Details on the government’s acquisition of a new private airliner remained elusive on Monday with officials saying that only Prime Minister Hun Sen and State Secretariat of Civil Aviation Secretary of State Mao Havanall are privy to the agreement to procure the 150-seat French-made Airbus A320.
CPP lawmaker Cheam Yeap—who last week said the government had purchased the estimated $91.5 million plane, then quickly retracted his comments the following day saying the plane was on lease—on Monday said that only Mr. Hun Sen and Mr. Havanall knew the specifics of the deal.
“Samdech Hun Sen is the prime minister…and has the right to decide to lease it. I know that the Secretary of State of Civil Aviation [Mr. Havanall] is in charge of the plane,” Mr. Yeap said.
“They know the details,” he said.
“The prime minister appointed Excellency Havanall. He is going to sign that lease deal,” said Council of Ministers spokesman Phay Siphan.
Mr. Siphan added that Mr. Havanall is the only official with intimate knowledge of the agreement, though he stressed that the Airbus, which made its inaugural flight on Thursday, was leased rather than purchased. “Only Havanall knows,” he said.
Mr. Havanall has not responded to requests for comment since Thursday.
Mr. Siphan said that during a Council of Ministers meeting on Friday, Mr. Hun Sen said the plane would be used exclusively by five individuals: the prime minister, Senate President Chea Sim, National Assembly President Heng Samrin, King Norodom Sihamoni and Queen Mother Norodom Monineath.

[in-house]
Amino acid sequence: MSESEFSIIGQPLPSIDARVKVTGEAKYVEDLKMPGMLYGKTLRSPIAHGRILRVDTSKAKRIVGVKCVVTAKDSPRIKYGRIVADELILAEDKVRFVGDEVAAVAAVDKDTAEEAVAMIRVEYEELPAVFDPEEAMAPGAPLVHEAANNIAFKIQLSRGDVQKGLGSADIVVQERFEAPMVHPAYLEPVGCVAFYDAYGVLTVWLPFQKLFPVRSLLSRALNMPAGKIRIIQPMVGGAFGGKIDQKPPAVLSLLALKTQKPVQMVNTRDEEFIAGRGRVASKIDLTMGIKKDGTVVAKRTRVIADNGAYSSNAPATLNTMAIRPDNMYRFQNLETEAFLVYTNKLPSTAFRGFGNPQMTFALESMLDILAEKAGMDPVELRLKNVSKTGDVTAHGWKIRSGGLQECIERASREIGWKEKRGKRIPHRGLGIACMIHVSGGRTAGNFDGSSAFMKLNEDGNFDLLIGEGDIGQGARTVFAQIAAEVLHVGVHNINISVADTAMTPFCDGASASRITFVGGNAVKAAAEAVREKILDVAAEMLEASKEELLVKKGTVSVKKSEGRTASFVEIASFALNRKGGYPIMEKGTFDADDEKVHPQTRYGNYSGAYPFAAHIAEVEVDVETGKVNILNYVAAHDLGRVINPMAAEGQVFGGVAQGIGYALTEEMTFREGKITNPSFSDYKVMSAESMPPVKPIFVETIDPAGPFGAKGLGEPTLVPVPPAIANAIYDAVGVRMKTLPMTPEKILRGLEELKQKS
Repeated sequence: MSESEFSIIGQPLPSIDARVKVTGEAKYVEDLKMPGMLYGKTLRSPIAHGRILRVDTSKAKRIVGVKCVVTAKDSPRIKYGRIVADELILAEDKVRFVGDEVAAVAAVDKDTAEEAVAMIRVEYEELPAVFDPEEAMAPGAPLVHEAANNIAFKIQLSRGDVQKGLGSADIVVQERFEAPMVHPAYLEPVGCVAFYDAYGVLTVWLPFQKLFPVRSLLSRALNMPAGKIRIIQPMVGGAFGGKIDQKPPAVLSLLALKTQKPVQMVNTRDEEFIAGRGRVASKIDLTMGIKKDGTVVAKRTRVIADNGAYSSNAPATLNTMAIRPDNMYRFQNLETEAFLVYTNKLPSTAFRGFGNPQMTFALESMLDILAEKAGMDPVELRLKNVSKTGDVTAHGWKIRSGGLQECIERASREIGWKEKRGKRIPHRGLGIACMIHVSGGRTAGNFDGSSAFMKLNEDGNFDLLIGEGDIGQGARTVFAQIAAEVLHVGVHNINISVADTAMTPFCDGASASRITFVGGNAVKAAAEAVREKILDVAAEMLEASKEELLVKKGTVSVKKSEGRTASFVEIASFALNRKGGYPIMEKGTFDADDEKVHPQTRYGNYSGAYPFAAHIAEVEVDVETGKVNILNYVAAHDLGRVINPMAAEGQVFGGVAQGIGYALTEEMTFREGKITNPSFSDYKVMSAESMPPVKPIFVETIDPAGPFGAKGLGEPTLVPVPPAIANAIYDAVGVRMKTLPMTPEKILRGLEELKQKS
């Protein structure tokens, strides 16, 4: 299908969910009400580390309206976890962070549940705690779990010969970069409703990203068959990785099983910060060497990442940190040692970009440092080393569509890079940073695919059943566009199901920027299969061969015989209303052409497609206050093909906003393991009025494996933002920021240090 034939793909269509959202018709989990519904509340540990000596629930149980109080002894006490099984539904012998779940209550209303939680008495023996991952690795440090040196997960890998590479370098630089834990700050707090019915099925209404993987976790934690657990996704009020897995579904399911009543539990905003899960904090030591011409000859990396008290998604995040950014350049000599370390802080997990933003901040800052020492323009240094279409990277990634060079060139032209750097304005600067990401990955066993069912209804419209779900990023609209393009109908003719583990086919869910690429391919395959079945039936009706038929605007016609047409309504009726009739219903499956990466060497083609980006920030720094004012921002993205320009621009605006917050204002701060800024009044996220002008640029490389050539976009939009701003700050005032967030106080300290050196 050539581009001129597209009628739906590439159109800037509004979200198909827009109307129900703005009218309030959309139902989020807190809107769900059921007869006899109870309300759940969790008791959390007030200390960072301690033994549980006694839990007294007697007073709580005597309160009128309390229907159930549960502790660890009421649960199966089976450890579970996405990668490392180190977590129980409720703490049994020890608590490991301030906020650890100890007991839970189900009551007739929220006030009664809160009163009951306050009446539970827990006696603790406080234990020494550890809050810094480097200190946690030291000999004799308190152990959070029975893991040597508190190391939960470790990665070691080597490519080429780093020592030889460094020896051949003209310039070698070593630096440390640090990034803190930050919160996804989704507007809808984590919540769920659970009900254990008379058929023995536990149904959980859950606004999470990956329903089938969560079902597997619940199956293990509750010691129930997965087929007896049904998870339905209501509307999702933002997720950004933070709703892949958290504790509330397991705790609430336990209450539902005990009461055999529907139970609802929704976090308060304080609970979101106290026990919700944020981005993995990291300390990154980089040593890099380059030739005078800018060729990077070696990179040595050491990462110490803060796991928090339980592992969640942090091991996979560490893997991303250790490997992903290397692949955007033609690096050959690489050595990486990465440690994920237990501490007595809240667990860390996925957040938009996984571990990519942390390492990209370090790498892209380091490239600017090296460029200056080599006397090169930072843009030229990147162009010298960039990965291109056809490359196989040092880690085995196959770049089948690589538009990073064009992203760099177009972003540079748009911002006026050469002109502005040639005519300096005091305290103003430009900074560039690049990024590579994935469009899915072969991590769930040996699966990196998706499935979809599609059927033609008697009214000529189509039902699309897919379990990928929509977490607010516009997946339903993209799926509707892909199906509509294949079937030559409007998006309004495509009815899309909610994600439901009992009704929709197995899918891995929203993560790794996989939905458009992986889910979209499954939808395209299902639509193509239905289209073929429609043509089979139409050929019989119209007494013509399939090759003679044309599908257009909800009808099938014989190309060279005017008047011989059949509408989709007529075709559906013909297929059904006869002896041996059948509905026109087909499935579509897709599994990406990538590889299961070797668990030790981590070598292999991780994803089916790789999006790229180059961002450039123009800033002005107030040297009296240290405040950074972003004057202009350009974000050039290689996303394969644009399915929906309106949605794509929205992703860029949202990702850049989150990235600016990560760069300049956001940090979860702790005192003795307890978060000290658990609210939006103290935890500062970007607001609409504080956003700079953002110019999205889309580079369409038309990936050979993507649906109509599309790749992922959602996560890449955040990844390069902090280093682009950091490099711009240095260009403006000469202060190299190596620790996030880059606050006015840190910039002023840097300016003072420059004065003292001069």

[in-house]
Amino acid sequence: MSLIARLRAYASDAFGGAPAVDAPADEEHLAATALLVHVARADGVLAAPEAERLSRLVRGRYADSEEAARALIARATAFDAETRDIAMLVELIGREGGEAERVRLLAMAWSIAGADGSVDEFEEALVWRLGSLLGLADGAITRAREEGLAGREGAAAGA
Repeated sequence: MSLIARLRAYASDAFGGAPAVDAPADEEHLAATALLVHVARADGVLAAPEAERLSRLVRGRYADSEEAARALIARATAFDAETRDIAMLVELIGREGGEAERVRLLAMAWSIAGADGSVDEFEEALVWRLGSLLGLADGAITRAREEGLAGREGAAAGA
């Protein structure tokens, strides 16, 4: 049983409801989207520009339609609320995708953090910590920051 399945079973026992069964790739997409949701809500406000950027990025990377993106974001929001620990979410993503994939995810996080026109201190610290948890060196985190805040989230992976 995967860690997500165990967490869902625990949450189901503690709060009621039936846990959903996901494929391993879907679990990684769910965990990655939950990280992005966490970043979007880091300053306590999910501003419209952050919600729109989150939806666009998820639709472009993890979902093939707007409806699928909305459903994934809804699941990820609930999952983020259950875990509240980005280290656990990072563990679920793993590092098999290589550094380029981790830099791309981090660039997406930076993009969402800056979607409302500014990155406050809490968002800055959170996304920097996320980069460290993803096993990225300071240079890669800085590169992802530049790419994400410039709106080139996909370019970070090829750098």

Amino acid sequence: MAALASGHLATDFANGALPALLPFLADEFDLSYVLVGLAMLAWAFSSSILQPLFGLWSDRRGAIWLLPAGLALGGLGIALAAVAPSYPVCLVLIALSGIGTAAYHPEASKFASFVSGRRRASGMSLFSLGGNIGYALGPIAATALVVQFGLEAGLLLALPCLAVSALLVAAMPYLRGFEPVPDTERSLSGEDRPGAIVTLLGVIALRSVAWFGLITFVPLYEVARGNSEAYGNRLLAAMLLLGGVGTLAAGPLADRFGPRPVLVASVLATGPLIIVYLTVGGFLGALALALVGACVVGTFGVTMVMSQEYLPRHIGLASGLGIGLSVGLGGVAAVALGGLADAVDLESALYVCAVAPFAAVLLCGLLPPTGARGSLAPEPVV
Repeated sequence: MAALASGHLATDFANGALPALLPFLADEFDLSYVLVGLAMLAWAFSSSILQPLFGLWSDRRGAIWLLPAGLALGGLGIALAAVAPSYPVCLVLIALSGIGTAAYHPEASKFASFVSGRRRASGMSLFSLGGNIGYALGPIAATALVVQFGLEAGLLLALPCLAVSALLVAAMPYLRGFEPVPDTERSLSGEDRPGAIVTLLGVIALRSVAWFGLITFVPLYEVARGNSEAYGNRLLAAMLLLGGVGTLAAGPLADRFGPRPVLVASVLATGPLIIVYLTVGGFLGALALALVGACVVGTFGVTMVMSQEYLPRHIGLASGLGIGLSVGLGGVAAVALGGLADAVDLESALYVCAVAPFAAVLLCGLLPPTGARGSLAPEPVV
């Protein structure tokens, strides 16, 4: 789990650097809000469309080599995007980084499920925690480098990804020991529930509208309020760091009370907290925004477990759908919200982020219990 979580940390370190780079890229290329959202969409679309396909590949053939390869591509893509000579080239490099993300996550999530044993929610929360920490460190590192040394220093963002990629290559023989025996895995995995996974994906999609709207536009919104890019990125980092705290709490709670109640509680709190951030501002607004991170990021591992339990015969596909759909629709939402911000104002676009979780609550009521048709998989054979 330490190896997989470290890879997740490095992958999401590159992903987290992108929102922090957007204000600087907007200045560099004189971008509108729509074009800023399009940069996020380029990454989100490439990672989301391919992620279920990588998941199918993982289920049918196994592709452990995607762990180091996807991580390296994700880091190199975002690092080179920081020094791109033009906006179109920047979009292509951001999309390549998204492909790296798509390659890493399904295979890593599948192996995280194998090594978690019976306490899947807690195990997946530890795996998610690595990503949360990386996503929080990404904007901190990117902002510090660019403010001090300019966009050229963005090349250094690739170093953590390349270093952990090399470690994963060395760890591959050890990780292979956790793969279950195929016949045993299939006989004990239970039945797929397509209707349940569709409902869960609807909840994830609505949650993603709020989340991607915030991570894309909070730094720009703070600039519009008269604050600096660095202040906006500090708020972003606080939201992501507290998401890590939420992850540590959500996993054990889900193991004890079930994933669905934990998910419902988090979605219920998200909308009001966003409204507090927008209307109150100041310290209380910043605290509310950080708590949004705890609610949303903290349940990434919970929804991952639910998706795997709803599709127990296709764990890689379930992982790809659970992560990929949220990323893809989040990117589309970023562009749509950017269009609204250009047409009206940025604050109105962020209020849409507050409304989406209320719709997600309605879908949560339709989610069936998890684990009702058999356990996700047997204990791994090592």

Mr. Siphan said that despite being unable to estimate the cost to the country of acquiring an Airbus exclusively for senior officials, he was confident that the deal, of which he could not provide details, would prove both “convenient” and “economical.”
“We get a fixed-lease price. That one includes everything,” he said.
“It’s very economical; it will save the government [money],” he said, adding that currently, senior government officials spend between $2.5 million and $3 million per year to fly on national carrier Cambodia Angkor Air or other commercial airlines. The annual cost of operating the new Airbus, Mr. Siphan said, will be less.
“We can afford that,” he said.
Members of the opposition Sam Rainsy Party (SRP) said the government should continue to fly on Angkor Air, and questioned whether a plane exclusively for the use of a select few officials would save the state money.
“I recommend the government use the commercial plane like they have done before,” SRP spokesman Yim Sovann said.
“Cancel the contract, [there is] no need to proceed with the contract.”
Independent political analyst Lao Mong Hay said that the senior leaders’ Airbus, despite the criticism by the political opposition, would not be thought of negatively by the public.
“My guess is for many people, it would be acceptable,” he said. “Ostentatious spending…that is the culture of the country these days.”